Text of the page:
Statement from social organisations after the 2023 parliamentary elections

The CultureLab Foundation, initiator of the Mapuj Pomoc project, is among the 81 social organisations that issued a statement after the parliamentary elections. Its content focuses on proposals for civic legal reforms and socio-political initiatives to restore the rule of law, protect the rights of women, minorities, people with disabilities, care for the climate and the environment, develop education, culture, public media and promote social activism. You can read the entire statement below.

On 17 October, the State Electoral Commission announced the results of the parliamentary elections. With 35% of the vote, the United Right did not receive enough support to continue in power. A greater mandate of confidence was given to the three groups that have so far remained in opposition: KO, Third Way and New Left, for which 54% of female voters voted.

74% of those eligible to vote took part in the elections, including almost 70% of young people. Such a high turnout not only set a record in the history of democratic Poland, but included us among the top 5 European countries with the highest voter turnout. This is a great success for civil society and a major commitment for those who will now take power.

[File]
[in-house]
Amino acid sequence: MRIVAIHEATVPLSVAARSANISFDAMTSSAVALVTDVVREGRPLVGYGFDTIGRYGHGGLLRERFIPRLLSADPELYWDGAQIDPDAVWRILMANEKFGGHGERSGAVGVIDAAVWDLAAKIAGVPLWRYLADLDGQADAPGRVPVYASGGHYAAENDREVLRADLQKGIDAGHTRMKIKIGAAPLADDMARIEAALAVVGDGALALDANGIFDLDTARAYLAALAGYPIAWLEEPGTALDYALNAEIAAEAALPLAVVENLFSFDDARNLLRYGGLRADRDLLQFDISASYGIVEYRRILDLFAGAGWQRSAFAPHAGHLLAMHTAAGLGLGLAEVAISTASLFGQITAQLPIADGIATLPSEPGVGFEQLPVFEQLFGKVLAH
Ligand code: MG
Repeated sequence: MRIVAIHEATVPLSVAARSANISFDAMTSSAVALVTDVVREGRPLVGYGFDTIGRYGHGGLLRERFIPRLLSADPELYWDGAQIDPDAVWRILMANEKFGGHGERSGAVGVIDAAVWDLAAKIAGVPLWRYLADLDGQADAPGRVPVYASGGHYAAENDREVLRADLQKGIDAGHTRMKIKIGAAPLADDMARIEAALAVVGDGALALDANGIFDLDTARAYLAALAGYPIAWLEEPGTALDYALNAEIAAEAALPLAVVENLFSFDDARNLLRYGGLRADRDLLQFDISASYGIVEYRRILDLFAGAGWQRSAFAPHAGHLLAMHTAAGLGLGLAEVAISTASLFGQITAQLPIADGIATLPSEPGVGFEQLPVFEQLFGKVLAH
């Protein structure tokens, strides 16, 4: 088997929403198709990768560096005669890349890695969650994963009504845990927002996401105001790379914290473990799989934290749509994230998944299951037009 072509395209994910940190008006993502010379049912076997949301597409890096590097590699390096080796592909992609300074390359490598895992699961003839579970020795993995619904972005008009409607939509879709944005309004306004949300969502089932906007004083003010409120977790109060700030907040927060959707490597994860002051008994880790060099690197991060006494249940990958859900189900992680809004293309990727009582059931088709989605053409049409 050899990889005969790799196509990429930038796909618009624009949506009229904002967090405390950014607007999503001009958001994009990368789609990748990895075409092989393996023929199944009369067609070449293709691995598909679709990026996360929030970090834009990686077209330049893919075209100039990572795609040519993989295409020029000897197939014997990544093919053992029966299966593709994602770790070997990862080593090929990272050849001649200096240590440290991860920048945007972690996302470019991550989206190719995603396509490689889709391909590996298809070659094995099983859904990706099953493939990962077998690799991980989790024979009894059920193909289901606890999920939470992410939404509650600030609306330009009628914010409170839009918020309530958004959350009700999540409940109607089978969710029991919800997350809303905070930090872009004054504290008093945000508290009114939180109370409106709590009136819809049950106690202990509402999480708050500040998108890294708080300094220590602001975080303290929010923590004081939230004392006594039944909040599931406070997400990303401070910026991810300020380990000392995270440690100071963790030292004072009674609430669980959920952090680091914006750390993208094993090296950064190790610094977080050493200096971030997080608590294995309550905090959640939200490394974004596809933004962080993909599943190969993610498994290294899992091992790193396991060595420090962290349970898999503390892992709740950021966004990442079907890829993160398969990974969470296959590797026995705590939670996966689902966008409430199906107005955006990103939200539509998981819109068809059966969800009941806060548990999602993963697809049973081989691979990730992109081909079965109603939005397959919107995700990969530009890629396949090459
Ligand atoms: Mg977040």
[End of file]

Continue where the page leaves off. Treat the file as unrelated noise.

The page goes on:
The period of great mobilisation of civil society around the most important act of parliamentary democracy, the parliamentary elections, has come to an end. Polish women and men confirmed their commitment to democracy, freedom and civil liberties, the right to decide who will govern and how on their behalf. This is evidenced not only by the record turnout, but also by the unprecedented involvement of dozens of social organisations and many thousands of people in activities for equal, universal and fair elections conducted in the run-up to the elections and on election day itself.

Monitoring the electoral law and process, how elections are organised, how election committees conduct and finance their campaigns, observing the casting and counting of votes, educational and information campaigns, social campaigns encouraging people to vote – all these activities are evidence of civic maturity and responsibility. They are also an expression of the effectiveness of solidarity-based cooperation between social organisations.

Social organisations, meeting social expectations, also formulated and presented cross-party, civic proposals for legal changes and specific social policies in the areas of restoring the rule of law, protection of the rights of women, minorities, persons with disabilities, climate and the environment, education, culture, public media, social activism. This action stemmed from a sense of responsibility for the shape and future of the Polish state and the integrity of our community. We have shown that we have an idea for a Poland in which everyone and anyone can feel at home and participate in creating solutions that affect them; that we are able to inspire political groups to dialogue and programme debate.